The PBN Company (working closely with A-B’s Senior Associate General Counsel and legal team in Russia and New York) implemented a comprehensive program that included advocacy and educational efforts aimed at Russian, Kazakhi and Moldovan government officials as well as close cooperation and outreach to key U.S. government officials and the news media. The PBN Company established close communication between the client and PTO officials in Russia and other CIS countries. The PBN Company also worked to establish A-B’s Senior Associate General Counsel for Trademarks, Frank Hellwig, as a recognized expert on Geographic Indications and Appellations of Origin, both of which are important aspects of internationally recognized intellectual property standards to which the CIS countries must adhere to join the World Trade Organization.
The PBN Company organized and participated in numerous meetings with IP officials in Russia, Kazakhstan and Moldova to establish a constructive dialogue with A-B and to persuade these officials to make decisions based on international standards and national laws. Working with CIPR, The PBN Company positioned A-B officials as experts on the Geographic Indications requirements under the World Trade Organization’s (WTO) Agreement on Trade-Related Aspects of Intellectual Property Rights (TRIPS). These experts spoke at more than 12 conferences in 2001 attended by government officials, judges and IP experts, including those in Russia, Moldova, Kazakhstan, Ukraine and Latvia. Mr. Hellwig was a featured speaker at conferences in Moscow, Russia; Crimea, Ukraine; Chisinau, Moldova; and, Washington, DC. The PBN Company also provided support in the preparation of legal arguments and evidence, maintaining communications with decision makers in the relevant PTOs.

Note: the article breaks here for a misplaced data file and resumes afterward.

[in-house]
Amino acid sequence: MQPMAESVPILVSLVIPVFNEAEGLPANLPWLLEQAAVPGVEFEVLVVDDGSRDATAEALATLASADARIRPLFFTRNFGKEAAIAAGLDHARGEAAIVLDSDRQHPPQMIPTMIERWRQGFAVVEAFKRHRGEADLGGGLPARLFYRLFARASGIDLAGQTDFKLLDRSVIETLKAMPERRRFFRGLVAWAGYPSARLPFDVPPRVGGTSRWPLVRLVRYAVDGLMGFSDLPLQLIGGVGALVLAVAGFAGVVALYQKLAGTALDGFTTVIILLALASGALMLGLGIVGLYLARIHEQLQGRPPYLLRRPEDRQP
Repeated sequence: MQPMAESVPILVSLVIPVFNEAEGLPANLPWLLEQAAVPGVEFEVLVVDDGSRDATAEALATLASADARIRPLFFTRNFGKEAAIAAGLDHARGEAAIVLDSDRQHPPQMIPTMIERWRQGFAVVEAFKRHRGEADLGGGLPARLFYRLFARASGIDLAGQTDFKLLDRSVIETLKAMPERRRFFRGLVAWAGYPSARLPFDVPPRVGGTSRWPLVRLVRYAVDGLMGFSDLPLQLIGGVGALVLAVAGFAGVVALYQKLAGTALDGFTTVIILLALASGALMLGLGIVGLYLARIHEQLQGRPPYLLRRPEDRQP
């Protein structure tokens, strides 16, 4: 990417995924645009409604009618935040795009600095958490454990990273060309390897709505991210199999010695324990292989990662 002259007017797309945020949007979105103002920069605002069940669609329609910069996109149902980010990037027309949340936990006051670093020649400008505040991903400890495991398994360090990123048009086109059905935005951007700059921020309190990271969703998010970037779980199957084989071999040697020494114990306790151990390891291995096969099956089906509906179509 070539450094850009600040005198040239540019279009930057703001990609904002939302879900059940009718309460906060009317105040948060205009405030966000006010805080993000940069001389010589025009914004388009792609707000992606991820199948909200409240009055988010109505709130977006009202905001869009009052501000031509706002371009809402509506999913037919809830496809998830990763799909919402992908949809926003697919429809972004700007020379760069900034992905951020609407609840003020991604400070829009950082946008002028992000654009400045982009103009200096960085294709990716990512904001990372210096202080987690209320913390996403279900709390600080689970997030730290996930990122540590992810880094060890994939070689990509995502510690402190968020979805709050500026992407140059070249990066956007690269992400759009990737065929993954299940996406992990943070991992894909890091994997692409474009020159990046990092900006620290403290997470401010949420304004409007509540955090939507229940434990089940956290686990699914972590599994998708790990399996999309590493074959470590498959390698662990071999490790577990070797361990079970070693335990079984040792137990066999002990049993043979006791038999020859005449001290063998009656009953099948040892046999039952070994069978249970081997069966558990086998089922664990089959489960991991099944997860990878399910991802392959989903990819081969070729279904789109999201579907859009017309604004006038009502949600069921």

The efforts by A-B, its legal team and The PBN Company achieved all of the program objectives:
Rospatent (the Russian Agency for Patents and Trademarks) cancelled Budvar’s A/O registration for BUD on the grounds that BUD is not a geographic term. That ruling cleared the way for A-B to register the BUD name for its beer with Rospatent. Rospatent issued A-B’s BUD trademark registration in May 2001 and A-B is now free to sell BUD brand beer in Russia.
The PBN Company conducted similar government relations activities in Moldova and Kazakhstan on behalf of A-B. The Kazakhi patent office cancelled Budvar’s A/O registration and secured a registration for A-B’s BUD trademark.
In Moldova, Budvar’s application for an A/O registration for BUD was rejected by the Moldovan patent office, resulting in an issuance of other BUD-related marks to A-B in Moldova.